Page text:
THE WAR THAT TIME FORGOTMedium: Comic Books
Published by: DC Comics
First Appeared: 1960
Creators: Robert Kanigher (writer/editor), Ross Andru and Mike Esposito (artists)
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There's nothing a World War II buff likes better than seeing American soldiers fight dinosaurs. Or at least, that seems to be the thinking behind "The War that Time Forgot", which regularly, over a period of years, featured exactly that. It was one of the oddest concepts DC Comics ever made a series of — and for the company that did Prez (a teenage
U.S. president), Super-Chief (a pre-Columbian superhero in the old West), Space Cabby (an interplanetary taxi driver) and so much more, that says a lot.
In the 1950s and early '60s, there was a strong tendency for low-grade sci-fi to creep into the most unlikely DC comics. Batman, that mysterious creature of the night, repeatedly encountered aliens and monsters — in broad daylight, no less. Tomahawk, who fought in the American War for Independence, did the same. Even Mr. District Attorney, based on a radio show about an inner-city law enforcer, ran across the occasional Martian. It took until the April-May, 1960 issue of Star Spangled War Stories (#90), but eventually that trend reached the company's war titles.
Robert Kanigher, editor of DC's war line, wrote the cover-featured story, and it was illustrated by penciller Ross Andru and inker Mike Esposito — the same team that was editing, writing and drawing Wonder Woman at the time and, a couple of years later, did Metal Men, both of which were among the quirkier of the '60s superheroes. Apparently, the World War II buffs among DC's readership were indeed looking for that sort of thing, because the dinosaurs were back on both cover and inside two issues later, and two issues after that, then became every-issue regulars. This series replaced French resistance fighter Mlle. Marie, who had been running less than a year.
These stories, published under the common rubric "The War that Time Forgot", took place on a remote, uncharted Pacific island where the big guys had, for unexplained reasons, avoided going extinct. A very large remote, uncharted island, apparently, considering the number of extremely bulky carnivores it managed to support. There were no regular characters — most issues featured new G.I.'s stumbling across the unofficial nature preserve and being surprised by what they found. Since some, at least, managed to survive and return to the land of humans, it seems odd that word failed to get around.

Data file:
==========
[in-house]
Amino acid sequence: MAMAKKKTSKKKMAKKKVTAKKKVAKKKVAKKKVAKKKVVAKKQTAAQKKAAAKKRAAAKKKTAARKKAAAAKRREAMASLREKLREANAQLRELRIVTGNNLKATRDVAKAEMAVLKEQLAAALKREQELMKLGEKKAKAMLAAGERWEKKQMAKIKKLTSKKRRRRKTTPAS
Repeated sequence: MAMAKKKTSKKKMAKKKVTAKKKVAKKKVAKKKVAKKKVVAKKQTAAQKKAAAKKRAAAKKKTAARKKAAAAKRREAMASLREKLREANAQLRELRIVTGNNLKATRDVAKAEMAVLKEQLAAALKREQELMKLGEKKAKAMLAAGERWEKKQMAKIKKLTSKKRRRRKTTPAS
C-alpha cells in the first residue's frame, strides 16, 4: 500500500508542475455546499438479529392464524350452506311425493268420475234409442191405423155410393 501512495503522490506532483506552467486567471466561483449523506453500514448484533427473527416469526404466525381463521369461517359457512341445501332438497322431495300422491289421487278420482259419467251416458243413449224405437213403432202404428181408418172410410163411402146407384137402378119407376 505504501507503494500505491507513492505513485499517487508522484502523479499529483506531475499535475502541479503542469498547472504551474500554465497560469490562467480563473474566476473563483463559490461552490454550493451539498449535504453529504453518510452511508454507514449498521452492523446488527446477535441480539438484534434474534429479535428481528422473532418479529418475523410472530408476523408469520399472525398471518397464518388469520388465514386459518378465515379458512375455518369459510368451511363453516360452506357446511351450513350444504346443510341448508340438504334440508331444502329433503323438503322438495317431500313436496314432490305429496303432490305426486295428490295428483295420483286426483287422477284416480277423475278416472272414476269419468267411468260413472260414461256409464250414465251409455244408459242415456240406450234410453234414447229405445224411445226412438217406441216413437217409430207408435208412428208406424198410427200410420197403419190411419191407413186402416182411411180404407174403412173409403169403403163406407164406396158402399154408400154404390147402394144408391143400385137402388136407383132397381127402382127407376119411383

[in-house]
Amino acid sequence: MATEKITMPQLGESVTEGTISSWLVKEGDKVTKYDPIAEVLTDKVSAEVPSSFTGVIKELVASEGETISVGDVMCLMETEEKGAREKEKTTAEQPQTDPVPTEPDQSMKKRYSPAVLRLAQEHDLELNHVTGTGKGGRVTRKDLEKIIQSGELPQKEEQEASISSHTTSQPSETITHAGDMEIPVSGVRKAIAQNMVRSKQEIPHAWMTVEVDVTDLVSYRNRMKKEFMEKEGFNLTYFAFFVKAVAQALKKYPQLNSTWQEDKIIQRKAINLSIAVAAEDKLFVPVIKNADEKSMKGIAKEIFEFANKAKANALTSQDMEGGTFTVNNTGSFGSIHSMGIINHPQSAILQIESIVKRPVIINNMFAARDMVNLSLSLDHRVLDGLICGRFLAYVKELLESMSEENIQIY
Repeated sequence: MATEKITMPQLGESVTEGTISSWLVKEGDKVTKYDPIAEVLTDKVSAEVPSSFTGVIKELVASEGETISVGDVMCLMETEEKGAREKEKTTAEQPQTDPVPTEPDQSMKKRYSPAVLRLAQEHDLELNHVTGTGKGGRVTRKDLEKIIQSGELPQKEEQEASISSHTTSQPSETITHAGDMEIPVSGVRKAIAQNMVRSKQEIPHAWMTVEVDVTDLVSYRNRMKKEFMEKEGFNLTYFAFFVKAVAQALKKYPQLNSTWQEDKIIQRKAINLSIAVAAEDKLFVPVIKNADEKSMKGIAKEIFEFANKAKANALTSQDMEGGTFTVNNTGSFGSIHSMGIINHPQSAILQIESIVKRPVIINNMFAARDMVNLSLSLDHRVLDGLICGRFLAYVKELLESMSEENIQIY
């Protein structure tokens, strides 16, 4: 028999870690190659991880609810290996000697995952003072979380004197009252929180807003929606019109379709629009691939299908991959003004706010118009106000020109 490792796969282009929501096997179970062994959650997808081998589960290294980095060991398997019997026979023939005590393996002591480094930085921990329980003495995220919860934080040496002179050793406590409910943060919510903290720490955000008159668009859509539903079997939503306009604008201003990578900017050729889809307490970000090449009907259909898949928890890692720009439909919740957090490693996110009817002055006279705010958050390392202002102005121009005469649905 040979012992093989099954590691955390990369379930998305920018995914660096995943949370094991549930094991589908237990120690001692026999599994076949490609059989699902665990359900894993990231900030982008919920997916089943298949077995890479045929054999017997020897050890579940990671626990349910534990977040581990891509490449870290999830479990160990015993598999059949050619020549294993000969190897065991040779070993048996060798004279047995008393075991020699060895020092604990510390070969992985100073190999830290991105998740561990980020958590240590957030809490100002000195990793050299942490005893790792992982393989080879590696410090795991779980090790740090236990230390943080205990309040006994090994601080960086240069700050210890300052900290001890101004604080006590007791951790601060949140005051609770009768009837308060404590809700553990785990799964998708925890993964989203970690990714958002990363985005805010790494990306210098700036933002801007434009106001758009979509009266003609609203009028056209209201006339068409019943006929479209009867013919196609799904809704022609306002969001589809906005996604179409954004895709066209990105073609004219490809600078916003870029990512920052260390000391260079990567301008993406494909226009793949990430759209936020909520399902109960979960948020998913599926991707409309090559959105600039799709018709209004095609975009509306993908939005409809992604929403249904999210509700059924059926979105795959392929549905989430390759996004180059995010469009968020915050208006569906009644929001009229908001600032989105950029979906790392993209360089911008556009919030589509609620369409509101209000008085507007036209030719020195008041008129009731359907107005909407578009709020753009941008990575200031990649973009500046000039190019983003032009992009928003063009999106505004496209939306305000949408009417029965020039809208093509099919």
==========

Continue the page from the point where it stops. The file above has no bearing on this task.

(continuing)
This went on until the 137th issue (Feb-March, 1968). In #138, Enemy Ace, a World War I German pilot, took over the covers and the lead spot in the magazine, and the dinosaurs were seen no more. Most "War that Time Forgot" stories featured the same creative team as the first: Kanigher, Andru and Esposito.
It wasn't until the 1980s that an explanation, of sorts, was offered for the characteristic fauna of Dinosaur Island (as the locale has become known). There seems to have been a connection, through hundreds of miles of solid rock, between it and Skartaris, the setting of DC's Warlord series, an inner-Earth land loosely based on the "Pellucidar" books by Edgar Rice Burroughs (Tarzan, Nyoka). Dinosaurs are, of course, common in such inner-Earth lands, as everyone familiar with the clichés of fantasy fiction knows.
Later in the '80s, The War that Time Forgot was revived in DC's Weird War Tales. This time, tho, it didn't catch on. Probably too much competition from that title's regular stars, G.I. Robot and The Creature Commandos.
Dinosaur Island was prominently featured in cartoonist Tim Truman's 1998 mini-series, Guns of the Dragon, which also involved Bat Lash, Slam Bradley, Chop Chop (of Blackhawk's outfit) and other DC characters who could plausibly have been alive in 1927, when the story took place. Other than that, it hasn't been seen much lately.
But next time the geopolitical situation has American soldiers constantly running back and forth across the Pacific — watch out for dinosaurs!